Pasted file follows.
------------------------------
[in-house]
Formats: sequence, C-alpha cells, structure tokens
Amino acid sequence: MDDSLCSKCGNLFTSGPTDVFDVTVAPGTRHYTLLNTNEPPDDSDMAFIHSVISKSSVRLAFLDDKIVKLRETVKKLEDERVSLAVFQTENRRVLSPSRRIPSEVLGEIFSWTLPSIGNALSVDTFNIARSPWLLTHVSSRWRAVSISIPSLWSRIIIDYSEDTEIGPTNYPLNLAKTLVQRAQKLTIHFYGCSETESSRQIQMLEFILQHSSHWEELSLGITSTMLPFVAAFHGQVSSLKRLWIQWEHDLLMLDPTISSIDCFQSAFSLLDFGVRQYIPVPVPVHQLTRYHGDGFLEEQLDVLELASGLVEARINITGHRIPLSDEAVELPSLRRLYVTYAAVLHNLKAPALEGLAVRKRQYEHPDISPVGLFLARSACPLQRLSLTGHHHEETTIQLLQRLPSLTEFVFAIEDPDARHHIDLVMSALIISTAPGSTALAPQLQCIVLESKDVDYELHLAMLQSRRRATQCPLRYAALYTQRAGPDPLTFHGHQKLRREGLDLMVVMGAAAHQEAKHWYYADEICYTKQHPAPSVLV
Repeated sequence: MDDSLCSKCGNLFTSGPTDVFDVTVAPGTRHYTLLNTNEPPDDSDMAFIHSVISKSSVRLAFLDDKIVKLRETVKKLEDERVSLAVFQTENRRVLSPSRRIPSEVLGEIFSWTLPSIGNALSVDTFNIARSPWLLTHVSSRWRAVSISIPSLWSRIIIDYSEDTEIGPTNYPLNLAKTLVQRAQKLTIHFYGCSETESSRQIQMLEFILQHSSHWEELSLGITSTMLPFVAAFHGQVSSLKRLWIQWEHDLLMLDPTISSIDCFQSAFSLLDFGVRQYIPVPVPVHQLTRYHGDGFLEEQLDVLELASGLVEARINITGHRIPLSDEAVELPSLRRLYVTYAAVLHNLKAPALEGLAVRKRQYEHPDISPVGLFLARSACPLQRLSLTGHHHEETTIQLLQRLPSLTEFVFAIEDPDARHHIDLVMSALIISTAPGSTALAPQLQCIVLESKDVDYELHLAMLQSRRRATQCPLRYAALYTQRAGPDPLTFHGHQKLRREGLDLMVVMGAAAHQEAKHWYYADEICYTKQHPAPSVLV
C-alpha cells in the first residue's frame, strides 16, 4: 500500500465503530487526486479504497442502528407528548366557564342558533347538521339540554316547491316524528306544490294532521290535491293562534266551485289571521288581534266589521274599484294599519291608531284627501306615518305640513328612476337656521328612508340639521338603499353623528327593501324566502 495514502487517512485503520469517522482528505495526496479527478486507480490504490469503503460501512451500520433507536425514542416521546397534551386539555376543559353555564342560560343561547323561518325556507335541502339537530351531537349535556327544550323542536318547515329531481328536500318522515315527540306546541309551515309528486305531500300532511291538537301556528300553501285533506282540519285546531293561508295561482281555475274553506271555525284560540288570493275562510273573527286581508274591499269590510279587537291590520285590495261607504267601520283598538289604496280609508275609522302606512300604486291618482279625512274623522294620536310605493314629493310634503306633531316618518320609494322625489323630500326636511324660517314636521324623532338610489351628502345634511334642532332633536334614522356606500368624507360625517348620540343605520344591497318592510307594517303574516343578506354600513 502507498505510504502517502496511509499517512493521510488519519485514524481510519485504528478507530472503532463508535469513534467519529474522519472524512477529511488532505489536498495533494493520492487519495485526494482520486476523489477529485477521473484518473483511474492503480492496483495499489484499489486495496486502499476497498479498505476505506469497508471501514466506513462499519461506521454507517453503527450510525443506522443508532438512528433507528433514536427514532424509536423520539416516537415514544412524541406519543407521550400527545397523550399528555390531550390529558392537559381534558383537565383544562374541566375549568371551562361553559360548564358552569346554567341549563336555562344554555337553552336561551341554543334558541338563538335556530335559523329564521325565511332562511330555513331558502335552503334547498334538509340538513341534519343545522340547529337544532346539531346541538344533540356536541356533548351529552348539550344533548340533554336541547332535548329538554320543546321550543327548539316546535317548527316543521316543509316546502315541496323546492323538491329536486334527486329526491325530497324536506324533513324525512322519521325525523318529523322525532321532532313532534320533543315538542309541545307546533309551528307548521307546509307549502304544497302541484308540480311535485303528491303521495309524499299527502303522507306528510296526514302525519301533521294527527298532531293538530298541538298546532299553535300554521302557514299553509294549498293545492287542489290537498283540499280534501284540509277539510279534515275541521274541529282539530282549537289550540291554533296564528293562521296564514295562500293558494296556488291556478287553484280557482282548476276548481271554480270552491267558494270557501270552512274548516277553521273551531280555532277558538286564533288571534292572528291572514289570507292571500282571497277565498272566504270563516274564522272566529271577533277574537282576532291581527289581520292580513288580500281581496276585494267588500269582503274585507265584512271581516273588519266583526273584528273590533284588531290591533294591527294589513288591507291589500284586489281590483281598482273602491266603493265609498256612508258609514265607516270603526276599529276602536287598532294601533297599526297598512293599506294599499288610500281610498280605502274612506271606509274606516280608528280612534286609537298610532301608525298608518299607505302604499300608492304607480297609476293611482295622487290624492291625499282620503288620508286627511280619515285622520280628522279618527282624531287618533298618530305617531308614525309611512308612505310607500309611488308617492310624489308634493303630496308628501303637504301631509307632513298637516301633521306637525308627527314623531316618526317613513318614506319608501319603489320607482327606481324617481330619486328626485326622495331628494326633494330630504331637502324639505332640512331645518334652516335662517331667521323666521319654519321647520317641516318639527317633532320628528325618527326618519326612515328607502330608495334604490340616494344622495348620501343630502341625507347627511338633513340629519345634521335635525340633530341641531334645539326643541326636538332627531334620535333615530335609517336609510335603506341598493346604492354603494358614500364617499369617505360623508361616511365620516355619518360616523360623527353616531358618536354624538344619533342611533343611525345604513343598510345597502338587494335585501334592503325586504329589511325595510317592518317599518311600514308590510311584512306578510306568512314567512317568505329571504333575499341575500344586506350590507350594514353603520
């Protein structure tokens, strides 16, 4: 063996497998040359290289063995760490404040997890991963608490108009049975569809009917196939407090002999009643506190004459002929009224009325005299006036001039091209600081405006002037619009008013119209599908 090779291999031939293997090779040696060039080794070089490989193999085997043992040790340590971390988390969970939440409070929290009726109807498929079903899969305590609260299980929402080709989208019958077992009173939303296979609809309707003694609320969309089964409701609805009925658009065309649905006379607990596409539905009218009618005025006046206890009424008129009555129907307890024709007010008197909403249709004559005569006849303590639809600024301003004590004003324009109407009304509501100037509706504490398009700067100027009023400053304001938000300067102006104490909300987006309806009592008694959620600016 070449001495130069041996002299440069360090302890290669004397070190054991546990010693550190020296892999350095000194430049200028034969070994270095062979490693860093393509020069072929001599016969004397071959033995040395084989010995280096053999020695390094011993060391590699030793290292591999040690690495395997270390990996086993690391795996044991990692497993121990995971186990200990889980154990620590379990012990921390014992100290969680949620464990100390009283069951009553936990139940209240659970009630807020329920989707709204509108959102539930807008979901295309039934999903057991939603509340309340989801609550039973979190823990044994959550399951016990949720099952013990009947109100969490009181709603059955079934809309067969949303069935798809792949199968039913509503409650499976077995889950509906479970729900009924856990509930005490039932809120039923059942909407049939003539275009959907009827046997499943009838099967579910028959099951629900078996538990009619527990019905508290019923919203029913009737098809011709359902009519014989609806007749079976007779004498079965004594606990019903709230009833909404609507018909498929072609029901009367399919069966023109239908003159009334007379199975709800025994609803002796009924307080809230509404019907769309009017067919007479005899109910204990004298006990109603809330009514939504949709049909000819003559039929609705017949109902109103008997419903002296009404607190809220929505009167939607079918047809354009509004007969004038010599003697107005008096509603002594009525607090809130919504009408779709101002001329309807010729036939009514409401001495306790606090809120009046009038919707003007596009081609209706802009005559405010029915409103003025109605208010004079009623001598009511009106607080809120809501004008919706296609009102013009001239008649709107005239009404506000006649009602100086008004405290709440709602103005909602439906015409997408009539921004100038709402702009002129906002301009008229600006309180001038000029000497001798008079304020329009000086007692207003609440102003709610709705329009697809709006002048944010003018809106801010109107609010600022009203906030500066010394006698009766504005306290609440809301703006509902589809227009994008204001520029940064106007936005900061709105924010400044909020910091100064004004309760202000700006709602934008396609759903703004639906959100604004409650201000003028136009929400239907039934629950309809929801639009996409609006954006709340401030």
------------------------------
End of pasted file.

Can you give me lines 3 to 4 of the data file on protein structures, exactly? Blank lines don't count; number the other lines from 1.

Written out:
Amino acid sequence: MDDSLCSKCGNLFTSGPTDVFDVTVAPGTRHYTLLNTNEPPDDSDMAFIHSVISKSSVRLAFLDDKIVKLRETVKKLEDERVSLAVFQTENRRVLSPSRRIPSEVLGEIFSWTLPSIGNALSVDTFNIARSPWLLTHVSSRWRAVSISIPSLWSRIIIDYSEDTEIGPTNYPLNLAKTLVQRAQKLTIHFYGCSETESSRQIQMLEFILQHSSHWEELSLGITSTMLPFVAAFHGQVSSLKRLWIQWEHDLLMLDPTISSIDCFQSAFSLLDFGVRQYIPVPVPVHQLTRYHGDGFLEEQLDVLELASGLVEARINITGHRIPLSDEAVELPSLRRLYVTYAAVLHNLKAPALEGLAVRKRQYEHPDISPVGLFLARSACPLQRLSLTGHHHEETTIQLLQRLPSLTEFVFAIEDPDARHHIDLVMSALIISTAPGSTALAPQLQCIVLESKDVDYELHLAMLQSRRRATQCPLRYAALYTQRAGPDPLTFHGHQKLRREGLDLMVVMGAAAHQEAKHWYYADEICYTKQHPAPSVLV
Repeated sequence: MDDSLCSKCGNLFTSGPTDVFDVTVAPGTRHYTLLNTNEPPDDSDMAFIHSVISKSSVRLAFLDDKIVKLRETVKKLEDERVSLAVFQTENRRVLSPSRRIPSEVLGEIFSWTLPSIGNALSVDTFNIARSPWLLTHVSSRWRAVSISIPSLWSRIIIDYSEDTEIGPTNYPLNLAKTLVQRAQKLTIHFYGCSETESSRQIQMLEFILQHSSHWEELSLGITSTMLPFVAAFHGQVSSLKRLWIQWEHDLLMLDPTISSIDCFQSAFSLLDFGVRQYIPVPVPVHQLTRYHGDGFLEEQLDVLELASGLVEARINITGHRIPLSDEAVELPSLRRLYVTYAAVLHNLKAPALEGLAVRKRQYEHPDISPVGLFLARSACPLQRLSLTGHHHEETTIQLLQRLPSLTEFVFAIEDPDARHHIDLVMSALIISTAPGSTALAPQLQCIVLESKDVDYELHLAMLQSRRRATQCPLRYAALYTQRAGPDPLTFHGHQKLRREGLDLMVVMGAAAHQEAKHWYYADEICYTKQHPAPSVLV